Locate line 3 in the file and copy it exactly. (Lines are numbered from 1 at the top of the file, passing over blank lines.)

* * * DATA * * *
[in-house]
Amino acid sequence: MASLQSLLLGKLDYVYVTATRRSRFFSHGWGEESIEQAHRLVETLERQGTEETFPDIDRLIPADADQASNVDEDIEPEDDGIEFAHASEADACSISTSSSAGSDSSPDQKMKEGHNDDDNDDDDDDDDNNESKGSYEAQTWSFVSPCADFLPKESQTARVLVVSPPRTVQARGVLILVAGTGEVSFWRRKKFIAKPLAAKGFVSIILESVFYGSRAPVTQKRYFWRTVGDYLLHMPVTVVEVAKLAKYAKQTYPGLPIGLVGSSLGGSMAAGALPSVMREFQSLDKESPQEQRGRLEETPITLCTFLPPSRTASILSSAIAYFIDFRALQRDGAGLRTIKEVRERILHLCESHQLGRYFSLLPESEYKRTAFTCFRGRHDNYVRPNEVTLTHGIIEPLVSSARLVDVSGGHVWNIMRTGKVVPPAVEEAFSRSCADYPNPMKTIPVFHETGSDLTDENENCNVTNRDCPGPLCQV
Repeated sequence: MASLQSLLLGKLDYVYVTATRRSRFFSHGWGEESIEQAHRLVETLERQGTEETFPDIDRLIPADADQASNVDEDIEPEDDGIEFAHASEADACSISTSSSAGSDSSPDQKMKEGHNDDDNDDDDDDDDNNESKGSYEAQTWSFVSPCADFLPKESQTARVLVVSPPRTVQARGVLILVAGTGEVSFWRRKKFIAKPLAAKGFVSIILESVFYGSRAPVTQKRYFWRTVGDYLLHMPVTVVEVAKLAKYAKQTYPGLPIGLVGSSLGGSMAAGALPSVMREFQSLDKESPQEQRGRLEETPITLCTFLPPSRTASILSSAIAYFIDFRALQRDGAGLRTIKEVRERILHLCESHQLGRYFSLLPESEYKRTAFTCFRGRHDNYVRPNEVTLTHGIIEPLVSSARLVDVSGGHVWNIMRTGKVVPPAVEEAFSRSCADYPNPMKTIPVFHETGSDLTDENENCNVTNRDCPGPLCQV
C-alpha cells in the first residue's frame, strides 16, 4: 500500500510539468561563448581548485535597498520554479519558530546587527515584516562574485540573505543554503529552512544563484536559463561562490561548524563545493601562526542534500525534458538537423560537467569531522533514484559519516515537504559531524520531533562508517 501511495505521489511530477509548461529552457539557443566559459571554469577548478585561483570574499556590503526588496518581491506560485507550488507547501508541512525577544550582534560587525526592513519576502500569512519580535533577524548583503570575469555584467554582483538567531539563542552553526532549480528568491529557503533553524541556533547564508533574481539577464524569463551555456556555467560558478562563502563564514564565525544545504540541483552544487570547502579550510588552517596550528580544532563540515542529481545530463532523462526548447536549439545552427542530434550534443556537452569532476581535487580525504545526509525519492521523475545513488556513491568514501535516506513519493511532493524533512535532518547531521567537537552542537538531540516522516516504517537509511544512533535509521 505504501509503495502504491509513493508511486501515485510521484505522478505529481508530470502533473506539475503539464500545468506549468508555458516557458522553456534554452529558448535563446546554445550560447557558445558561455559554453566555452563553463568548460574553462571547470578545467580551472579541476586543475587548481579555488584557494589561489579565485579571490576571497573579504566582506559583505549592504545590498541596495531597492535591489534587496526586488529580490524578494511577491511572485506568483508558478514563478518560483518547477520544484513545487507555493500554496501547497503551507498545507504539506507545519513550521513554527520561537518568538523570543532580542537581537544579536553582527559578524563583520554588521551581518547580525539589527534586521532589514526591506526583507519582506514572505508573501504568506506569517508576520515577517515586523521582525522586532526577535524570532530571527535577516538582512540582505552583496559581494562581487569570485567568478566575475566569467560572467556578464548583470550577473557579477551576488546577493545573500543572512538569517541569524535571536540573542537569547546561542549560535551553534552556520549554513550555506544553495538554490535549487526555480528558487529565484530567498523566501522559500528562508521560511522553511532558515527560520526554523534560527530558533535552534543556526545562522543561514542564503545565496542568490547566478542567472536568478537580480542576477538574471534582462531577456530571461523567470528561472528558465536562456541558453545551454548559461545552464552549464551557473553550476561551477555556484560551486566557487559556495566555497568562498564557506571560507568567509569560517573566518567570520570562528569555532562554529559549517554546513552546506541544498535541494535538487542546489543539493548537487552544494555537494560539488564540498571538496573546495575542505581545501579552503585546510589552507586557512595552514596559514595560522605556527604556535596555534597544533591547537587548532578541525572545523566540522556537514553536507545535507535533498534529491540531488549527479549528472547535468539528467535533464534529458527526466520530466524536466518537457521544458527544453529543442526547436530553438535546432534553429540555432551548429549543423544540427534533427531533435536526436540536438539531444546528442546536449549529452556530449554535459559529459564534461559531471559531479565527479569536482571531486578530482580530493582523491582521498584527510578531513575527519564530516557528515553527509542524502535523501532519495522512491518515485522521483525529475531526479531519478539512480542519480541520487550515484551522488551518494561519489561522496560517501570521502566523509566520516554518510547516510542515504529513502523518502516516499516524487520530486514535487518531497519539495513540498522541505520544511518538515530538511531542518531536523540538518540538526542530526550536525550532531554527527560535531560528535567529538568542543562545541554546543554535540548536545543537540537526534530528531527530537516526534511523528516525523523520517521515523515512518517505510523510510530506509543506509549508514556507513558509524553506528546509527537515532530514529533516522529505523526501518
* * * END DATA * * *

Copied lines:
Repeated sequence: MASLQSLLLGKLDYVYVTATRRSRFFSHGWGEESIEQAHRLVETLERQGTEETFPDIDRLIPADADQASNVDEDIEPEDDGIEFAHASEADACSISTSSSAGSDSSPDQKMKEGHNDDDNDDDDDDDDNNESKGSYEAQTWSFVSPCADFLPKESQTARVLVVSPPRTVQARGVLILVAGTGEVSFWRRKKFIAKPLAAKGFVSIILESVFYGSRAPVTQKRYFWRTVGDYLLHMPVTVVEVAKLAKYAKQTYPGLPIGLVGSSLGGSMAAGALPSVMREFQSLDKESPQEQRGRLEETPITLCTFLPPSRTASILSSAIAYFIDFRALQRDGAGLRTIKEVRERILHLCESHQLGRYFSLLPESEYKRTAFTCFRGRHDNYVRPNEVTLTHGIIEPLVSSARLVDVSGGHVWNIMRTGKVVPPAVEEAFSRSCADYPNPMKTIPVFHETGSDLTDENENCNVTNRDCPGPLCQV